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ICYMI: Business and Congressional Leaders Urge Administration to Address Unfair Indian IP Actions
By Ashley Mergen
If the last few weeks are any indication, concern over Indian intellectual property (IP) and trade practices are reaching a crescendo. Just ahead of Secretary of State John Kerry’s trip, over 200 Members of the House and Senate along with a dozen-plus industry associations are pressing the Administration to address the increasingly deteriorating IP conditions in India.
Here’s a round-up of concerns:
“We are very concerned that India’s recent actions to force the local production of certain information technology and clean energy equipment and to deny, break, or revoke patents for nearly a dozen lifesaving medications risk undermining our broader relationship.”
“As 40 million U.S. workers are employed directly or indirectly in IP-intensive industries, India’s policies also have a very real, negative impact on jobs and investment in the United States. As the SD [Strategic Dialogue], we urge the Administration to communicate the detrimental effects of the policies and convey that high standards of IP protection are essential if India is to become and innovation economy.”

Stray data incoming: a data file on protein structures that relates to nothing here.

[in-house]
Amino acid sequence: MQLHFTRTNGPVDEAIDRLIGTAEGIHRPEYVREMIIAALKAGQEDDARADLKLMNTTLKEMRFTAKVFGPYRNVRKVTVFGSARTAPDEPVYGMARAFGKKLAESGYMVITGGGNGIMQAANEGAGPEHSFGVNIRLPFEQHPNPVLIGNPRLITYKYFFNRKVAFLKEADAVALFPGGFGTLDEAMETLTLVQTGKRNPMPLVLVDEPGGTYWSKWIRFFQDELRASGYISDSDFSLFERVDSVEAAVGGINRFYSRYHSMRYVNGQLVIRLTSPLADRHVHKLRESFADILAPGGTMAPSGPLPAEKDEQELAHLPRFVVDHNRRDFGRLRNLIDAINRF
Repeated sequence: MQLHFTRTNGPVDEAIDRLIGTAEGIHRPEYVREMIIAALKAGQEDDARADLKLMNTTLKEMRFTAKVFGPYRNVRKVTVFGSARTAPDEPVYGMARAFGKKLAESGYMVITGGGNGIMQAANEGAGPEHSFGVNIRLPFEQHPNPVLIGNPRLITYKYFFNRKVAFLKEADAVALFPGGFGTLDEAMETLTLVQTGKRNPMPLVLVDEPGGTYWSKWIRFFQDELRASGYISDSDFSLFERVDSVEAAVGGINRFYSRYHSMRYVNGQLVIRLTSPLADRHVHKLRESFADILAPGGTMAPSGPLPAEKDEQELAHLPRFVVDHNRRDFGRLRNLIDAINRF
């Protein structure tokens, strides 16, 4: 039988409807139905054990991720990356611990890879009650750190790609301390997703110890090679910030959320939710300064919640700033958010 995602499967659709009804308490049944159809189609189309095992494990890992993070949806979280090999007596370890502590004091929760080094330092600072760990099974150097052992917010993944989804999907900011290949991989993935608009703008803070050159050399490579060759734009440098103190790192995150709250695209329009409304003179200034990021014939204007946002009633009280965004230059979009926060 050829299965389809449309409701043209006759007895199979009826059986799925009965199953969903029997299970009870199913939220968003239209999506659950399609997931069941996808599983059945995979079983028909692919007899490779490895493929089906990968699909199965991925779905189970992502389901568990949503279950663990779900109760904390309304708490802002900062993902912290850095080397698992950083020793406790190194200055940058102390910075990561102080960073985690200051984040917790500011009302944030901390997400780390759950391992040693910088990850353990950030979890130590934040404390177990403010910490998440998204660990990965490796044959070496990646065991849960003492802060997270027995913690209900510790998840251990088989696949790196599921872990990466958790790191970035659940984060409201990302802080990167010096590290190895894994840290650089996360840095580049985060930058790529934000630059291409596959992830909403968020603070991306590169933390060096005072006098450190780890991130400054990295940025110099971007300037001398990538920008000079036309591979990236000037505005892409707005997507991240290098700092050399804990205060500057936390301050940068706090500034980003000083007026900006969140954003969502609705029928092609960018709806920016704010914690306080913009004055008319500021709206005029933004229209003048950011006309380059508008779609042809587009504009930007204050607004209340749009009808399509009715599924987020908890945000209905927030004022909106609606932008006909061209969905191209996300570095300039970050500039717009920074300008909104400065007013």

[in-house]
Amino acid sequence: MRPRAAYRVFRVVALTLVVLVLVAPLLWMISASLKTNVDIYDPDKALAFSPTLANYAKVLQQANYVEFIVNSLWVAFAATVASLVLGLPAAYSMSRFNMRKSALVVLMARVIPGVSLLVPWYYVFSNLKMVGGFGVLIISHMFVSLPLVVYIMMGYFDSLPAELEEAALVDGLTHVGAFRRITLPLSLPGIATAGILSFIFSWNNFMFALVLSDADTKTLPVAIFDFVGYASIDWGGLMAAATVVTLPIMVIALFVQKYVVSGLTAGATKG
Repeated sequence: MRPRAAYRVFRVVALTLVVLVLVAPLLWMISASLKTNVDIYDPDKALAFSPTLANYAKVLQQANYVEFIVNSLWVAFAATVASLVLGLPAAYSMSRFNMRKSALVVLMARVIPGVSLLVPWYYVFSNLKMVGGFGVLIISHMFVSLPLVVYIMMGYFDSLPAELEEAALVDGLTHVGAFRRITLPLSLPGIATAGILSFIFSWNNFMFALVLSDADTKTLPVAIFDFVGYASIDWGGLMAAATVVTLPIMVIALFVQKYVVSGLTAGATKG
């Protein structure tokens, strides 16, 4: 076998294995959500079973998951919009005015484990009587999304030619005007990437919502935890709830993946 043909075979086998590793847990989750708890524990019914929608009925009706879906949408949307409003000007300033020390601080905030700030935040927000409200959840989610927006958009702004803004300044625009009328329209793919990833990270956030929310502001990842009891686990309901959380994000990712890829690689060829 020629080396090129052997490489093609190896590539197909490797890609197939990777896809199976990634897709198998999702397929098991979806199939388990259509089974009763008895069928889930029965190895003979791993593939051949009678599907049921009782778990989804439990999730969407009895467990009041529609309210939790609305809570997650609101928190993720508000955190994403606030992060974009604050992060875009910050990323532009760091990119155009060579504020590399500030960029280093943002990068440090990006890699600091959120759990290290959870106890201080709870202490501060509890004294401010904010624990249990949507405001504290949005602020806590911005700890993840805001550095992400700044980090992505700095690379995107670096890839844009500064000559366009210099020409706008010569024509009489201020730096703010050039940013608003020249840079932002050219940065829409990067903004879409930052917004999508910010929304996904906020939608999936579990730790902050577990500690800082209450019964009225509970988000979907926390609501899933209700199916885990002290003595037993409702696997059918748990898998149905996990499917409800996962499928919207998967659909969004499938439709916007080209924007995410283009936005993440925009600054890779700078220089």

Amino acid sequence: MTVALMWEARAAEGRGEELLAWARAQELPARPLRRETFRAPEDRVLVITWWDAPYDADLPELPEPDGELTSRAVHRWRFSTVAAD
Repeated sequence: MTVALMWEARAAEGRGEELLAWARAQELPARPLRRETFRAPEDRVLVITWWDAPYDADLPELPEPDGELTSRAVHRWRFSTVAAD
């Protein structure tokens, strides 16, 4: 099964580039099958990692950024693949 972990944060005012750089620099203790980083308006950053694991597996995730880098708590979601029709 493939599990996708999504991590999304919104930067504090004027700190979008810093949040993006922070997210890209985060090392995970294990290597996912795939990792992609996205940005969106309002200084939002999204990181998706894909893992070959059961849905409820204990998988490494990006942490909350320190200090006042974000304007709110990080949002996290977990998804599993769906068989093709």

“U.S. companies have suffered from a whole host of IP issues in areas including information technology, renewable energy, and biopharmaceuticals… these actions by the Indian Government greatly concern us because innovation and the protection of intellectual property are significant driving engines of the U.S. economy.”
“India is ignoring evidence from its own recent positive economic experience and is lapsing once again into protectionism. We cannot afford to sit back and watch as India adopts policies that adversely impact U.S. innovative and creative industries, and threaten the greater stability of the international trading system.”
“These actions and others constitute a disturbing trend that may continue and even expand to other products, sectors, and countries. Already there are indications that other countries are considering similar measures. Such actions are completely at odds with recognized global norms and raise troubling questions about India’s compliance with its international obligations to protect ideas, brands, and inventions and to treat imported goods no less favorably than domestic products.”
We hope the Administration will prioritize this bicameral, bipartisan, and multi-industry call for action during Secretary Kerry’s trip to India next week.